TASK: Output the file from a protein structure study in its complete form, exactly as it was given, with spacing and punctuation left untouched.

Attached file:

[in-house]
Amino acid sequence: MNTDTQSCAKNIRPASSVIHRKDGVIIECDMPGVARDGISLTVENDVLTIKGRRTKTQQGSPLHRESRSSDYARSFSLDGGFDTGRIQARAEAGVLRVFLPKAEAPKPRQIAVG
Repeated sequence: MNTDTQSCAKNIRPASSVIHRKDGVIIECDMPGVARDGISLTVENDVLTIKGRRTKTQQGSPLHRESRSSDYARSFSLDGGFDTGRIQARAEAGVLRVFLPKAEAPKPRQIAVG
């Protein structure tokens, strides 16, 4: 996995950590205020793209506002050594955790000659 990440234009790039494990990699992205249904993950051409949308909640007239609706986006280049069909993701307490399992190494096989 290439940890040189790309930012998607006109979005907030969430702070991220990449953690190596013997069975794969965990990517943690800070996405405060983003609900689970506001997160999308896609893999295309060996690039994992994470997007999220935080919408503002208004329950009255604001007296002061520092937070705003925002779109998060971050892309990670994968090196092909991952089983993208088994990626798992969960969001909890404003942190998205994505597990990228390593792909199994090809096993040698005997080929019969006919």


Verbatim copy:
[in-house]
Amino acid sequence: MNTDTQSCAKNIRPASSVIHRKDGVIIECDMPGVARDGISLTVENDVLTIKGRRTKTQQGSPLHRESRSSDYARSFSLDGGFDTGRIQARAEAGVLRVFLPKAEAPKPRQIAVG
Repeated sequence: MNTDTQSCAKNIRPASSVIHRKDGVIIECDMPGVARDGISLTVENDVLTIKGRRTKTQQGSPLHRESRSSDYARSFSLDGGFDTGRIQARAEAGVLRVFLPKAEAPKPRQIAVG
């Protein structure tokens, strides 16, 4: 996995950590205020793209506002050594955790000659 990440234009790039494990990699992205249904993950051409949308909640007239609706986006280049069909993701307490399992190494096989 290439940890040189790309930012998607006109979005907030969430702070991220990449953690190596013997069975794969965990990517943690800070996405405060983003609900689970506001997160999308896609893999295309060996690039994992994470997007999220935080919408503002208004329950009255604001007296002061520092937070705003925002779109998060971050892309990670994968090196092909991952089983993208088994990626798992969960969001909890404003942190998205994505597990990228390593792909199994090809096993040698005997080929019969006919």